Julius Caesar

In the play of Julius Caesar, we see a brief picture of Roman life
during the time of the First Triumvirate. In this snap shot, we see many
unfortunate things. Shakespeare gives us the idea that many people try to
circumvent what the future holds, such as unfortunate things, by being
superstitious. Superstition seems to play a role in the basic daily life
of most Roman citizens. For instance, the setting of the first scene is
based upon superstition, the Feast of Lupercal. This feast is in honor of
the god Pan, the queen of fertility. During this time, infertile females
are supposed to be able to procreate, and fertile ones are supposed to be
able to bear more. It is also a supposed time of sexual glorification and
happiness. Other scenes depict how throughout Rome, roaming the streets are
mysterious sooth-sayers, who are supposedly given the power to predict the
future. Dictating what is to come through terse tidbits, these people may
also be looked upon as superstitious. In the opening scene, one sooth-sayer,
old in his years, warns Caesar to "Beware the Ides of March," an admonition
of Caesar\'s impending death. Although sooth-sayers are looked upon by many
as insane out of touch lower classmen, a good deal of them, obviously
including the sayer Caesar encountered, are indeed right on the mark. Since
they lack any formal office or shop, and they predict forthcomings without
fee, one can see quite easily why citizens would distrust their
predictions. Superstition, in general elements such as the Feast of
Lupercal, as well as on a personal level such as with the sooth-sayers,
is an important factor in determining the events and the outcome of Julius
Caesar, a significant force throughout the entire course of the play.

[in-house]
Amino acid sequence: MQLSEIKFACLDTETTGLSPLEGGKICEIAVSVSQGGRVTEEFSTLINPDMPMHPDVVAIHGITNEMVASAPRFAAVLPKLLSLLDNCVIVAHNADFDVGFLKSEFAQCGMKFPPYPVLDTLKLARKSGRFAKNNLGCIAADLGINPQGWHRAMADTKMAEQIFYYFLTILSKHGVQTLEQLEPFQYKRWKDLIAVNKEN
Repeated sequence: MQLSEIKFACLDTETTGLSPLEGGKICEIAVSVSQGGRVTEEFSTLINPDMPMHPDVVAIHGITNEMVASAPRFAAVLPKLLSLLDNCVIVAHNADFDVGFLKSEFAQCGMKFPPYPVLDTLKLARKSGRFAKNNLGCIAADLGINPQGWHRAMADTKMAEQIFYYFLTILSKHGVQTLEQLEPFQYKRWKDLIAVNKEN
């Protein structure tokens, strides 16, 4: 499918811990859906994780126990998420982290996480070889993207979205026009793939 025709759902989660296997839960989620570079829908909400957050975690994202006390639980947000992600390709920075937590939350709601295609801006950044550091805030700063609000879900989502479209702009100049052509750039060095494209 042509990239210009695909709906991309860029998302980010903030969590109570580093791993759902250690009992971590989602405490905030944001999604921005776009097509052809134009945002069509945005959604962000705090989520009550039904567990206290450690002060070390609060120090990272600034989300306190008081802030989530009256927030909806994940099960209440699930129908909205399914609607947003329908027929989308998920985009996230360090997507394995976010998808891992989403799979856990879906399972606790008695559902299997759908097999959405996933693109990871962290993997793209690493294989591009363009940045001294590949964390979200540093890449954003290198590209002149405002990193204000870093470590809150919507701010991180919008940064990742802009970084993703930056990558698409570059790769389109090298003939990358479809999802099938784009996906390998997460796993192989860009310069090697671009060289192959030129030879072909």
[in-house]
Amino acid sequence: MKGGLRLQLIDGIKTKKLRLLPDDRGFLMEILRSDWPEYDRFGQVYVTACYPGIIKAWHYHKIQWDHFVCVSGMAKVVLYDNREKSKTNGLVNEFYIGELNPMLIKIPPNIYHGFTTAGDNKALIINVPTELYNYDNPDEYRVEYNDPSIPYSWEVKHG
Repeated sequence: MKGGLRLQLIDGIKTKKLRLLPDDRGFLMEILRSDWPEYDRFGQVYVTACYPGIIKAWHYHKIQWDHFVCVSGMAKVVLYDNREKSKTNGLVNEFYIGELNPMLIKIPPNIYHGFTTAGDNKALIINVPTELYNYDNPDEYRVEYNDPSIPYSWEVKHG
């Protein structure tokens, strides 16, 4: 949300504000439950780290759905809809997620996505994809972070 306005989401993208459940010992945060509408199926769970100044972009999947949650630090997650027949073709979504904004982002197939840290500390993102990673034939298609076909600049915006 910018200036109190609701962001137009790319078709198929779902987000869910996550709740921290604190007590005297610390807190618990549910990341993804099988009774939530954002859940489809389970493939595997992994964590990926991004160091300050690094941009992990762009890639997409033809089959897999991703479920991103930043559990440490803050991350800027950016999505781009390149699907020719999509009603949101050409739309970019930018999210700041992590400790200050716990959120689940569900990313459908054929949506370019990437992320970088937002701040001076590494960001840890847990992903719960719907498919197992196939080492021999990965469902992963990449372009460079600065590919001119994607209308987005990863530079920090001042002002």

Before the play fully unravels, we see a few of signs of Caesar\'s
tragic end. Aside from the sooth-sayer\'s warning, we also see another sign
during Caesar\'s visit with the Augerers, the latter day "psychics". They
find "No heart in the beast", which they interpret as advice to Caesar that
he should remain at home. Ceasar brushes it off and thinks of it as a rebuke
from the gods, meaning that he is a coward if he does not go out, and so he
dismisses the wise advice as hearsay. However, the next morning, his wife
Calphurnia wakes up frightened due to a horrible nightmare. She tells Caesar
of a battle breaking out in the heart of Rome, "Which drizzled blood upon the
Capitol," with Caesar painfully dying, such that "...The heavens themselves
blaze forth the death of princes." Although Caesar realizes Calphurnia
is truly concerned about his well-being, he seeks another interpretation,
coming to the conclusion that the person who imagines the dream may not be
the wisest one to interpret it\'s meaning. Later Caesar tells his faithful
companion Decius about it, and he interprets it quite the contrary, "That it
was a vision fair and fortunate," and indeed, today is an ideal day to go
out, since this is the day "To give a crown to mighty Caesar." Perhaps
Decius is implying here that today is a day where much appreciation and
appraisal will be given to Caesar, surely not the endangerment of his well-
being as Calphurnia interprets it. Caesar predictably agrees with him,
as most citizens enjoy believing the more positive of two interpretations.

After Caesar\'s assasination at the hand of Brutus, Cassius, and the
rest of the conspirators, Brutus and Cassius are chased into the country
side, where we see a few superstitious signs of their forthcoming painful
death in battle. In a dream, Brutus sees Caesar\'s "ghost", interpreted as an
omen of his defeat. He also looks upon the ensign, and instead of the usual
stock of eagles, ravens and kites replace them, construed as another sign of
their loss at Phillipi. Not surprisingly, Caesar\'s death is avenged in the
end, with the two of the conspirators\' double suicide. As superstition is
inter-twined within the basis of the entire play, we can reasonably conclude
that it is because of this irrational belief of why certain events occur and
how to avoid them, that Caesar is retired and eventually avenged. In the
words of Caesar\'s devoted follower and companion Mark Antony, "His life was
gentle, and the elements so mixed in him that Nature might stand up and say
to the world, \'This was a man!\'"